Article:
Companies should start planning for Iran, analysts say, as the slow thawing of diplomatic relations with the country could open the door to foreign investment.
The Middle Eastern country, which has been on the receiving end of strict sanctions since its revolution in 1979, has been in political transition this year. Following presidential elections in June, hardliner Mahmoud Ahmadinejad was replaced by Hassan Rouhani who has since embarked on a series of charm offensives around the world – including a phone call last month with U.S. President Barack Obama.
Matthew Spivack, practice leader at emerging market advisory firm Frontier Strategy Group told CNBC that investors now need to start working a contingency plan for when, and if, sanctions are rolled back.
"Iran is not just about oil," he said. "FMCG (fast moving consumer goods) and healthcare companies prioritize Iran, because of very attractive demographics."
(Read More: Iran nuclear talks: the oil price fallout)
Tehran's stock exchange lists 339 companies on its website with a combined market capitalization of $104.21 billion. The country has the second largest population in the Middle East and North Africa region, according to the World Bank, with 77 million people - three times the regional average. It has the fourth biggest oil reserves in the world, according to the U.S. Energy Information Administration, and the second biggest natural gas reserves - second only to Russia.
Spivack expects Iran's public sector to attract a lot of foreign investment interest in the long term. One area ripe for Iranian government contracts would be the country's energy sector. If sanctions are lifted and Iran can start selling its oil and gas on the open market – at the moment it mainly deals with China and India – the country's energy infrastructure will need upgrading.
Sven Richter, head of frontier markets at Renaissance Asset Managers is another portfolio manager looking closely at the country. On the Tehran stock exchange the basic metals and banks are the latest sectors that are en vogue, he said, followed by telecoms.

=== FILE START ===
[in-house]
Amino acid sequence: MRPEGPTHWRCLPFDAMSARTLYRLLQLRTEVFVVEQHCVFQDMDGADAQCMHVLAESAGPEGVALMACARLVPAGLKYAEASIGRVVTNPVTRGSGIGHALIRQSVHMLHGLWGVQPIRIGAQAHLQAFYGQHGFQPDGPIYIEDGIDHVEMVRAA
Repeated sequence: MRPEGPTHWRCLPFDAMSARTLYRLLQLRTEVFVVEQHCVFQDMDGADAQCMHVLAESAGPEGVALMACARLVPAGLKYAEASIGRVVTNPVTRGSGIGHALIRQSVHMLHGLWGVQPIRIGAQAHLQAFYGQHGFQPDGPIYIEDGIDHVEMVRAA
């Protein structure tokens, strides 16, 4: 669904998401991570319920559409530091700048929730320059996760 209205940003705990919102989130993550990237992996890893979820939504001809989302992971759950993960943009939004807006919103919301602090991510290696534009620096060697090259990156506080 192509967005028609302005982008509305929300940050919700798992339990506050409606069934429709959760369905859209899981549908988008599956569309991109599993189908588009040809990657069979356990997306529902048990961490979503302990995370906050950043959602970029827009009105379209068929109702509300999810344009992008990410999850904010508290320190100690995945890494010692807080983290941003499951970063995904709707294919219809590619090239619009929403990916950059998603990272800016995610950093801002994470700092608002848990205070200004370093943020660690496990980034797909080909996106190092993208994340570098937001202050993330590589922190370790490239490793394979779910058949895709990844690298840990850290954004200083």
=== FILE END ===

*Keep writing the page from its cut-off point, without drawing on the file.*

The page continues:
"The stock market has the possibility of attracting attention as its relatively large and liquid and could be an interesting part of a Frontier fund," he told CNBC.
"P/E (price-to-earnings) valuations ranging between 7 times and 11 times for many of these companies look attractive."
Even business leaders are looking closer at the country. Martin Sorrell, CEO of WPP - the world's largest advertising company by revenue - included Iran in a list of frontier markets that the company was considering, adding that the "political noises" coming from the country were positive.
(Read more: The world's best performing frontier markets)
In recent months, Iran has held constructive talks with the United Nations about its controversial nuclear program. Iran and the U.S. also engaged in high-profile talks in September with President Obama speaking to Rouhani by telephone - the first direct dialogue between the two counties for over three decades.
On Thursday, the New York Times reported that Hossein Naqavi Hosseini, the deputy head of the national security and foreign policy committee, has said Iran has cut the production of enriched uranium by up to 20 percent, a move closer to one of the key demands world powers have asked of it.